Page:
A Fresh Take on CRE

WSJ with CompStak Data: Technology Companies Turn to New Neighborhoods

Last night, CompStak's data was featured in The Wall Street Journal.  As a result of both the comps we've received from our NYC users and our dedicated analysts, we were able to provide some stats to such a renowned publication.
Yeah, we're pretty pumped about it.

By CARMEL MELOUNEY

When Yahoo YHOO +0.34% decided to expand its Manhattan offices, the Internet giant didn't take space near Madison Square Park, in the Meatpacking district or any of the other favorite locales of the city's burgeoning technology sector.
The Wall Street Journal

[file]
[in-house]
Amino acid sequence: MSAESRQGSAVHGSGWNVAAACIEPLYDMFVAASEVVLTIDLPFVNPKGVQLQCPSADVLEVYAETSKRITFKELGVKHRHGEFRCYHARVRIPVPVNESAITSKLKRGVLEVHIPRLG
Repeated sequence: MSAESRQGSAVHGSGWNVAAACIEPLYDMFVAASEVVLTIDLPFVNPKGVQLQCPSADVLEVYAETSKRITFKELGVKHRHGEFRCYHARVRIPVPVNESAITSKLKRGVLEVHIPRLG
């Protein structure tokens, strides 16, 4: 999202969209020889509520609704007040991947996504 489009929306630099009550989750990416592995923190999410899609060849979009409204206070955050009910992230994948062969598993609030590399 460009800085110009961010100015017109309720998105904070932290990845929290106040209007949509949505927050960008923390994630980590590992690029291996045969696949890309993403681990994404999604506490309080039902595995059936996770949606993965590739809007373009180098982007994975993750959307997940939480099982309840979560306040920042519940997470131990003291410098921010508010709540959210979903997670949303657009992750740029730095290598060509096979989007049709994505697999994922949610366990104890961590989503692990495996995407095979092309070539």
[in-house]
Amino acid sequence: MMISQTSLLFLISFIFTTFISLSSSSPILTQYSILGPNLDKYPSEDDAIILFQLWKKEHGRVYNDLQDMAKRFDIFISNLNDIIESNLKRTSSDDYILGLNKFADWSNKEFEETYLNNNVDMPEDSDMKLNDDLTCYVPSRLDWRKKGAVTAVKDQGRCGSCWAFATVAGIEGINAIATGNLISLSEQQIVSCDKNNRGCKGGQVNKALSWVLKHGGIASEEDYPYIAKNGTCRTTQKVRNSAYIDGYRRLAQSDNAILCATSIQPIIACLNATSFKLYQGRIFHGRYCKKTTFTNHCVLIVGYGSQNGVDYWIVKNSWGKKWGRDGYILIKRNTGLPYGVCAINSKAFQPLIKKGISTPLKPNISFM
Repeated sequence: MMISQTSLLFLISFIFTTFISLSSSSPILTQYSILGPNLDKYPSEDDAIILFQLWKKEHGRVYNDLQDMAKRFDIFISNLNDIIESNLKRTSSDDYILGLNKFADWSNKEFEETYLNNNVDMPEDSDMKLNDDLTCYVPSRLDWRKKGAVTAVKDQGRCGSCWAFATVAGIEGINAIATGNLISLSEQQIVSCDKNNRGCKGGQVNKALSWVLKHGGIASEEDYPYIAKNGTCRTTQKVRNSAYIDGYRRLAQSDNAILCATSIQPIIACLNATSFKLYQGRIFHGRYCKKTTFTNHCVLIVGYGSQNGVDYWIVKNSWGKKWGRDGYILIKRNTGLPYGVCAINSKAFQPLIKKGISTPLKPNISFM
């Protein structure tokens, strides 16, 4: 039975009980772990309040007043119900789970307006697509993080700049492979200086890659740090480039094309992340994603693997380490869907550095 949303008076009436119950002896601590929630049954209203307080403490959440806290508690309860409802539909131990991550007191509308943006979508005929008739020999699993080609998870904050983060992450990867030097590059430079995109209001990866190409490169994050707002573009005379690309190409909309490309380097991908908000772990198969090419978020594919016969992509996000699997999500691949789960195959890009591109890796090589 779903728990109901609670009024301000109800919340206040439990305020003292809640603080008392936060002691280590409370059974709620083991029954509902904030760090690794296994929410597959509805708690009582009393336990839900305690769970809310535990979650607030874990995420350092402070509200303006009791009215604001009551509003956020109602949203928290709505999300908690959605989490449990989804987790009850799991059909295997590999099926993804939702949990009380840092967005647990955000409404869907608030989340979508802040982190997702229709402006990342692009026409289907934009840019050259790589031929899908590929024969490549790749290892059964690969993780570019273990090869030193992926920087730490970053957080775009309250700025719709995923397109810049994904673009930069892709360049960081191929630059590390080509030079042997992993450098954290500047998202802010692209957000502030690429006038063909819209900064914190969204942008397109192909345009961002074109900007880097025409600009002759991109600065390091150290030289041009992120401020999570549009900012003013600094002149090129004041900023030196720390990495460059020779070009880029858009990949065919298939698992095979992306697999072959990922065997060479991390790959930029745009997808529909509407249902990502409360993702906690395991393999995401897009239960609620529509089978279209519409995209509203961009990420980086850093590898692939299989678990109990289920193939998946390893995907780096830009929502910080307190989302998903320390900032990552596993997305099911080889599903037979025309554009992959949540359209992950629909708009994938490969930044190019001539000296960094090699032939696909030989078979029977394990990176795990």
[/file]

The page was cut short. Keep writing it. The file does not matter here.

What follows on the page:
Rather, late last month Yahoo announced plans to move its 500 New York-based employees to the Times Square area. The company has signed a 10-year lease for 176,000 square feet in the former New York Times headquarters, according to Compstak Inc., a real-estate data firm. New York's tech industry is on the move. Once located primarily in Midtown South, it's colonizing other parts of town including the Times Square area, the Garment District and downtown. Companies that have relocated from Midtown South to downtown or Midtown in the past year include About.com, Nielsen Communications, 10gen and Sandow Media. The main reason: falling vacancies and rising rents in the Midtown South area. Midtown South's rent growth over the past decade averaged 7.9%, while in Midtown the increase averaged only 3.1%, according to a new research report from Avison Young. The rent trend is expected to continue. Indeed, Avison Young predicts that average rents for Midtown South's highest quality, or "Class A," space will surpass $70 a square foot this year. That puts rents on track to surpass average rents in Midtown's Class A space this year, Avison Young says. "Persistent demand from the technology and new media companies coupled with a lack of available space and high prices in Midtown South have created opportunities for other neighboring submarkets," the report states. To be sure, Midtown South only has 17.4 million square feet of Class A space, compared with 169 million in Midtown and 70 million square feet Downtown. Also, some buildings in Midtown charge well over $100 a square foot. But even rents in humdrum buildings in Midtown South have been rising, with some buildings in the Meatpacking District and West Chelsea, such as 837 Washington St., asking $100 a square foot rents. Yahoo will pay $68 a square foot and then its rent will increase to $73 a square foot after five years, according to Compstak. The technology company also will get 18 months of free rent as part of the deal and interior construction worth $65 a square foot, Compstak says. Midtown South used to be where businesses went when they were priced out of Midtown. But this began to change in the 1990s as the tech sector got hot and startups were lured up to the area by the low rents, unusual space and the hip neighborhoods. The office vacancy rate in Midtown South was 9.1% at the end of the first quarter of this year, compared with 12% in Midtown and 13.5% downtown, according to Avison Young. Looked at another way, in Midtown South, there are only four Class A buildings with blocks of over 100,000 square feet available. In Midtown there are 39 such buildings and in Downtown there are 22, the firm says. Now the migration is heading out of Midtown South. The garment district already is benefiting, says Greg Kraut, an Avison Young managing director. "We are now seeing very mainstream names moving to the garment district, and it's no longer just fabric stores," he says. Within the next two to five years, Avison Young sees media and tech firms seeking space also relocating along Third Ave in Midtown and Water Street in Downtown. The real-estate firm predicts that the Hudson Yards development on the West Side also will become popular with tenants currently in Midtown South.